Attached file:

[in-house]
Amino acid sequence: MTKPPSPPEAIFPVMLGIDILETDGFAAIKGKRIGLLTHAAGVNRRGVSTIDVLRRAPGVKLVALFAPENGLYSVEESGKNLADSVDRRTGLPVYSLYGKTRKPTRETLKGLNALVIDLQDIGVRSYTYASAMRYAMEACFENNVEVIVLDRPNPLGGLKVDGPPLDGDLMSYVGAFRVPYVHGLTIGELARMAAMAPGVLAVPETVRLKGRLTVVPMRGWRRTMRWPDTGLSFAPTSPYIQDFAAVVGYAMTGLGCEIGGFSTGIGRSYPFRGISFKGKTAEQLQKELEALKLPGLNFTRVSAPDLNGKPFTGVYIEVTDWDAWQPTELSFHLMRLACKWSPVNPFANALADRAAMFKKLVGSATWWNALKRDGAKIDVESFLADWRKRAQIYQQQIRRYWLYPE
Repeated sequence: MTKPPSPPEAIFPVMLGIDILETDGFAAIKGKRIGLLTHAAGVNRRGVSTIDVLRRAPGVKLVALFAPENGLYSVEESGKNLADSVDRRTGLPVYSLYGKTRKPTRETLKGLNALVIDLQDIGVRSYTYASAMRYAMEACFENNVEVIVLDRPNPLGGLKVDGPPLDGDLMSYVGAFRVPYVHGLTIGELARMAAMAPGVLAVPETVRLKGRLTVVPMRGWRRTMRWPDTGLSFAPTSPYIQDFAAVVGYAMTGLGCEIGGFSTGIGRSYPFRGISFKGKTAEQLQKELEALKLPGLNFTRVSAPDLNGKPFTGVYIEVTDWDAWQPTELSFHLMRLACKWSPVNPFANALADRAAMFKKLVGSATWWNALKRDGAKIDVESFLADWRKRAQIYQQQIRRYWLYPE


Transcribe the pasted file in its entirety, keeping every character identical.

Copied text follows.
[in-house]
Amino acid sequence: MTKPPSPPEAIFPVMLGIDILETDGFAAIKGKRIGLLTHAAGVNRRGVSTIDVLRRAPGVKLVALFAPENGLYSVEESGKNLADSVDRRTGLPVYSLYGKTRKPTRETLKGLNALVIDLQDIGVRSYTYASAMRYAMEACFENNVEVIVLDRPNPLGGLKVDGPPLDGDLMSYVGAFRVPYVHGLTIGELARMAAMAPGVLAVPETVRLKGRLTVVPMRGWRRTMRWPDTGLSFAPTSPYIQDFAAVVGYAMTGLGCEIGGFSTGIGRSYPFRGISFKGKTAEQLQKELEALKLPGLNFTRVSAPDLNGKPFTGVYIEVTDWDAWQPTELSFHLMRLACKWSPVNPFANALADRAAMFKKLVGSATWWNALKRDGAKIDVESFLADWRKRAQIYQQQIRRYWLYPE
Repeated sequence: MTKPPSPPEAIFPVMLGIDILETDGFAAIKGKRIGLLTHAAGVNRRGVSTIDVLRRAPGVKLVALFAPENGLYSVEESGKNLADSVDRRTGLPVYSLYGKTRKPTRETLKGLNALVIDLQDIGVRSYTYASAMRYAMEACFENNVEVIVLDRPNPLGGLKVDGPPLDGDLMSYVGAFRVPYVHGLTIGELARMAAMAPGVLAVPETVRLKGRLTVVPMRGWRRTMRWPDTGLSFAPTSPYIQDFAAVVGYAMTGLGCEIGGFSTGIGRSYPFRGISFKGKTAEQLQKELEALKLPGLNFTRVSAPDLNGKPFTGVYIEVTDWDAWQPTELSFHLMRLACKWSPVNPFANALADRAAMFKKLVGSATWWNALKRDGAKIDVESFLADWRKRAQIYQQQIRRYWLYPE